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The UT Faculty Handbook (July 2015) states that Professors and Associate Professors are “expected to have achieved and to maintain a nationally recognized record in disciplinary research/scholarship/creative activity/engaged scholarship”. For faculty involved in engaged scholarship, these four categories are intimately related and interdependent on each other. This wording can be interpreted to mean that engaged scholarship is an optional, additional path by which faculty can demonstrate their value to their academic unit, the University, and their profession. Not all faculty will choose to participate in engaged scholarship. At the same time, faculty who do participate may do so at the expense of more traditional research and scholarship activities and may need to pay careful attention to the presentation of their record of

Engaged scholarship must engage the faculty member with relevant communities and must apply the academic expertise of the faculty member in solv ing problems of those communities. The community may also be engaged in the evaluation of the success of the project. The guidelines below are intended to assist faculty plan, document, and demonstrate their effort in engaged scholarship.

Evaluation of Individual Projects

After engaged scholarship activity has been designed and implemented, there are several ways (none alone is sufficient) to present evidence of scholarly excellence:

  • Peer reviewed books, journals, monographs, exhibits, shows, and
  • Non-peer reviewed publications/performances such as creation of videotapes, computer programs, and fact sheets; syllabus reprints; development of program materials; media appearances; authored newspaper articles; writing for business trade or community publications, and technical reports that fall between peer-reviewed and non-reviewed publications.
  • In the case of publications/performances that are not peer reviewed, the faculty member should be encouraged to provide a statement that details innovative links made between theory and practice along with other indications of value and/or impact.
  • Evaluative statements from peers or clients related to the scholarly quality, creativity and impact of publications, reports and other materials produced by the faculty member.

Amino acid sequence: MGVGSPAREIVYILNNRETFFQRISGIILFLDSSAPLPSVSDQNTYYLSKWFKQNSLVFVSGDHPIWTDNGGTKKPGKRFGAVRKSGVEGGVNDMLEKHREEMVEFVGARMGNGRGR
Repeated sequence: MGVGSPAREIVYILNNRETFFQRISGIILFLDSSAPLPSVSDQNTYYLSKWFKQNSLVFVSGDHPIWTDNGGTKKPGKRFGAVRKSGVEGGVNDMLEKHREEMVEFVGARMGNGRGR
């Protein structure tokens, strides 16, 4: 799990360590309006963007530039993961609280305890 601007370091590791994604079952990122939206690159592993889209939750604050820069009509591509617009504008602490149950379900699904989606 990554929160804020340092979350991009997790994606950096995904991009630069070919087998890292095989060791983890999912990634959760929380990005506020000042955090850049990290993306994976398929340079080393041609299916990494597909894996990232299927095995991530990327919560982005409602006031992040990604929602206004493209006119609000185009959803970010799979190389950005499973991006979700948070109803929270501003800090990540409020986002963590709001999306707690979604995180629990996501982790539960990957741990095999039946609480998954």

• Grants and contracts designed to develop and deliver outreach innovations, when such grants and contracts are competitive and subject to peer review and approval.
  • Documentation that individuals from outside the state or nation have sought out and want to study t he engaged provider’s work and innovations.
  • Development of instruments and processes used by others to solve persistent problems.
  • Receipt of issuance of patents and evidence of intellectual property such as copyrighted materials, software, multimedia presentations, etc.

Evidence of Excellence In Engaged Scholarship

Faculty for whom engaged scholarship is a major component of their scholarly activity will need to demonstrate a comprehensive commitment for the purposes of annual evaluations, tenure, and promotion. These faculty should have achieved and maintained a nationally recognized record in engaged scholarship, and be able to demonstrate that they:

  • Address issues that are relevant to the discipline and the community
  • Engage the community in all aspects of the relevant scholarship activities
  • Make contributions that are meaningful to both discipline and the community
  • Disseminate findings to both discipline and the community
  • Practice methods of continuous improvement of engagement and scholarship
  • Act in leadership roles in both discipline and the community
  • Demonstrate ethical and socially responsible practices

Detailed application of engaged scholarship will be determined by the individual department or unit.